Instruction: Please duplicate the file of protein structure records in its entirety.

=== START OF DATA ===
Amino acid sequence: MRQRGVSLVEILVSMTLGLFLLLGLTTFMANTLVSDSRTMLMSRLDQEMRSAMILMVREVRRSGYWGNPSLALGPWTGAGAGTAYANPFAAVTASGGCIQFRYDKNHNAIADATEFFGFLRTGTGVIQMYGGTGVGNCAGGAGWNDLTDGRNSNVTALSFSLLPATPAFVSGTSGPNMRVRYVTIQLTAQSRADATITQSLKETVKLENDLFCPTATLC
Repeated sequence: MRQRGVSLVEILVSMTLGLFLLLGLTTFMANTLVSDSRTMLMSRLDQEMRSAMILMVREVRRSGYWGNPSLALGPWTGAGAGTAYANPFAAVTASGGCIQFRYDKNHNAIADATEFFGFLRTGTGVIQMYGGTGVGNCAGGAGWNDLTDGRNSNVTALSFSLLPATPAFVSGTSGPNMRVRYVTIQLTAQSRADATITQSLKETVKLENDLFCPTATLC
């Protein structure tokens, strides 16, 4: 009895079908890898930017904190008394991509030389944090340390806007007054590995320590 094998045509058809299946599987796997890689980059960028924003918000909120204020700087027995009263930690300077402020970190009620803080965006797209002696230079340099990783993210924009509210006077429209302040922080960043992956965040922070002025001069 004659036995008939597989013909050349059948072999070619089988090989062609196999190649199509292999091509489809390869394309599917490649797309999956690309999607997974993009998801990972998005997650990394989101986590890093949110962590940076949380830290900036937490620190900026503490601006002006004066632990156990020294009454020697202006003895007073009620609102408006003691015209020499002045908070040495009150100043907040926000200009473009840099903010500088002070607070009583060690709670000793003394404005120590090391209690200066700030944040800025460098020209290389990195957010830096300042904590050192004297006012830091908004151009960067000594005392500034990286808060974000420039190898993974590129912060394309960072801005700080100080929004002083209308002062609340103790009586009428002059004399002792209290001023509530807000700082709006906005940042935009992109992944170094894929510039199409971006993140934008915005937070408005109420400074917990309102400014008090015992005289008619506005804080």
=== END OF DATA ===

Amino acid sequence: MRQRGVSLVEILVSMTLGLFLLLGLTTFMANTLVSDSRTMLMSRLDQEMRSAMILMVREVRRSGYWGNPSLALGPWTGAGAGTAYANPFAAVTASGGCIQFRYDKNHNAIADATEFFGFLRTGTGVIQMYGGTGVGNCAGGAGWNDLTDGRNSNVTALSFSLLPATPAFVSGTSGPNMRVRYVTIQLTAQSRADATITQSLKETVKLENDLFCPTATLC
Repeated sequence: MRQRGVSLVEILVSMTLGLFLLLGLTTFMANTLVSDSRTMLMSRLDQEMRSAMILMVREVRRSGYWGNPSLALGPWTGAGAGTAYANPFAAVTASGGCIQFRYDKNHNAIADATEFFGFLRTGTGVIQMYGGTGVGNCAGGAGWNDLTDGRNSNVTALSFSLLPATPAFVSGTSGPNMRVRYVTIQLTAQSRADATITQSLKETVKLENDLFCPTATLC
């Protein structure tokens, strides 16, 4: 009895079908890898930017904190008394991509030389944090340390806007007054590995320590 094998045509058809299946599987796997890689980059960028924003918000909120204020700087027995009263930690300077402020970190009620803080965006797209002696230079340099990783993210924009509210006077429209302040922080960043992956965040922070002025001069 004659036995008939597989013909050349059948072999070619089988090989062609196999190649199509292999091509489809390869394309599917490649797309999956690309999607997974993009998801990972998005997650990394989101986590890093949110962590940076949380830290900036937490620190900026503490601006002006004066632990156990020294009454020697202006003895007073009620609102408006003691015209020499002045908070040495009150100043907040926000200009473009840099903010500088002070607070009583060690709670000793003394404005120590090391209690200066700030944040800025460098020209290389990195957010830096300042904590050192004297006012830091908004151009960067000594005392500034990286808060974000420039190898993974590129912060394309960072801005700080100080929004002083209308002062609340103790009586009428002059004399002792209290001023509530807000700082709006906005940042935009992109992944170094894929510039199409971006993140934008915005937070408005109420400074917990309102400014008090015992005289008619506005804080």